BOISE – Idaho GOP Gov. Butch Otter won a rare third term Tuesday over Democratic challenger A.J. Balukoff after a hard-fought race, while the race for state superintendent of schools was too close to call at press time.
First-time Republican candidate Sherri Ybarra narrowly led Democrat Jana Jones, a former chief deputy state superintendent, in early returns in the superintendent’s race, the state’s closest race.
Ybarra, a political unknown who won a four-way GOP primary with just 28.7 percent of the vote, ran a stumbling campaign that lurched from one gaffe to the next. She acknowledged that her campaign website plagiarized material from her opponent’s. When news surfaced that she’d never voted in an Idaho election since moving to the state in 1996, she said she’s running for state superintendent, in part, to “repay” Idaho for that lapse in civic participation.
But Democrats have faced long odds in Idaho elections in recent years, with the GOP controlling every statewide office since 2006, the entire four-member congressional delegation since 2010, and more than 80 percent of the seats in the Legislature.
“It says a lot about the power of an ‘R’ behind a candidate’s name,” said Jim Weatherby, Boise State University professor emeritus and longtime observer of Idaho politics. “What is the future of the Democratic Party, if they can’t take advantage of relatively weak candidates like Ybarra?”
Most of the attention in Idaho focused on the governor’s race, with Otter seeking to become the first governor since 1962 to win a third consecutive four-year term. Both Balukoff and Libertarian challenger John Bujak pressed Otter hard over a series of scandals during his two terms, from a failed private prison experiment to a costly contract mess involving a high school broadband network.
Balukoff, a prominent Boise businessman and longtime chairman of the Boise school board, also went after Otter on education and the economy, while Otter said a third term would let him finish leading the state out of the crippling recession that hit shortly after he took office in 2007.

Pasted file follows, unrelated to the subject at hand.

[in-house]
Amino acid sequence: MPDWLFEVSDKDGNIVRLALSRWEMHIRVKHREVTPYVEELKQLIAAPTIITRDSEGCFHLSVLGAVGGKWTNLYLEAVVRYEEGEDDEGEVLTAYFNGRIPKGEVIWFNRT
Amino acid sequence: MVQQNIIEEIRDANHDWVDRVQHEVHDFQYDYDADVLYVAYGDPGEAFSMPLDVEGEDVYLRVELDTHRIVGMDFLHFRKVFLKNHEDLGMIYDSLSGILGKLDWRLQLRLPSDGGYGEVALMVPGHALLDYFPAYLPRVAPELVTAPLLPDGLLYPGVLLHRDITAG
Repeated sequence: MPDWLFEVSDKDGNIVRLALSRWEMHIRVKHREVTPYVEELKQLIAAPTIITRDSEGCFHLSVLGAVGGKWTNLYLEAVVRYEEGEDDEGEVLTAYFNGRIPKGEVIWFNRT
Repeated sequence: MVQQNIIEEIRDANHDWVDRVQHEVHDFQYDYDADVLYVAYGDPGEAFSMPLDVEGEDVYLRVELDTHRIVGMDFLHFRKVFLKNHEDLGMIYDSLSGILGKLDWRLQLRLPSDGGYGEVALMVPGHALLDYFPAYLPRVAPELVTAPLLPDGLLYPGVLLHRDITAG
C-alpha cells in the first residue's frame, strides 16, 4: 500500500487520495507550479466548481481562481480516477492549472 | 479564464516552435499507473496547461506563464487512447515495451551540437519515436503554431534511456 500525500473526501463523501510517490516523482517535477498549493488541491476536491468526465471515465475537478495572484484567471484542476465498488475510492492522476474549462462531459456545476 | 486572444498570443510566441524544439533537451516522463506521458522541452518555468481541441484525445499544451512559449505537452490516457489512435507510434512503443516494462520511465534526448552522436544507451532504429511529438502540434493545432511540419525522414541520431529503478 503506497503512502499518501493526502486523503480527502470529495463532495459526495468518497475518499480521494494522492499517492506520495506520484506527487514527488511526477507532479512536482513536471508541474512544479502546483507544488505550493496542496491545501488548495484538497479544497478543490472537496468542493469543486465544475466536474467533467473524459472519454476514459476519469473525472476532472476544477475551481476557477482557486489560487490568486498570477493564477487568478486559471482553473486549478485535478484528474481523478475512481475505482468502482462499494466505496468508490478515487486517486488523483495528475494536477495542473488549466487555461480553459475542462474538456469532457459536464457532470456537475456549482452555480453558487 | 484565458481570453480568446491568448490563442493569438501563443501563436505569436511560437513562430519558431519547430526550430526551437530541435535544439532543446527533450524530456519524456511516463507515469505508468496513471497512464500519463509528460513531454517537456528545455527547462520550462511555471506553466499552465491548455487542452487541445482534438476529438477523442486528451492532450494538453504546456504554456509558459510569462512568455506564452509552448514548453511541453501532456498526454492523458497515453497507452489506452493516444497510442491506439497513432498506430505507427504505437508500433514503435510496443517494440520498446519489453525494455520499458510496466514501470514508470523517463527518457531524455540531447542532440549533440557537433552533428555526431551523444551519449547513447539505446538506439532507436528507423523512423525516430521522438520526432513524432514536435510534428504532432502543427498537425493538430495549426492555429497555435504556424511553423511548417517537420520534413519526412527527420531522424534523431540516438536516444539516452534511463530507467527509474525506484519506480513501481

“Yes, we’ve had some setbacks,” Otter said in the final debate of the campaign. But he maintained he can turn things around in a third term, and cited a task force plan to improve schools.
Balukoff, who spent more than $3.2 million of his own money on his campaign, said, “It was worth it – we’ve been able to change the conversation. We’ve raised education to a good level of discussion.”
In other statewide races, Republicans were ahead. Lt. Gov. Brad Little rolled up a big lead over Democratic challenger Bert Marley in his bid for a second full term. A rare open race for Idaho Secretary of State – a position long dominated by two popular, long-serving Republicans – pitted controversial former Idaho House Speaker Lawerence Denney against freshman Democratic state Rep. Holli Woodings of Boise, a high-tech company co-owner who ran an energetic statewide campaign; early returns showed Denney ahead.
Denney is a longtime state representative who was the first House speaker ever to be removed from the post by his caucus; for the past two years, he’s chaired the House Resources Committee and campaigned for a state takeover of federal public lands.
Idaho state Treasurer Ron Crane, a four-term incumbent who was unopposed four years ago, was challenged this time by Twin Falls CPA Deborah Silver, a Democrat who pointed to critical state audits and said a professional could manage Idaho’s funds better than Crane. Crane, who disputed the state auditors’ findings, served 16 years in the state Legislature before being elected treasurer; early results had him well ahead in his bid for a fifth term.
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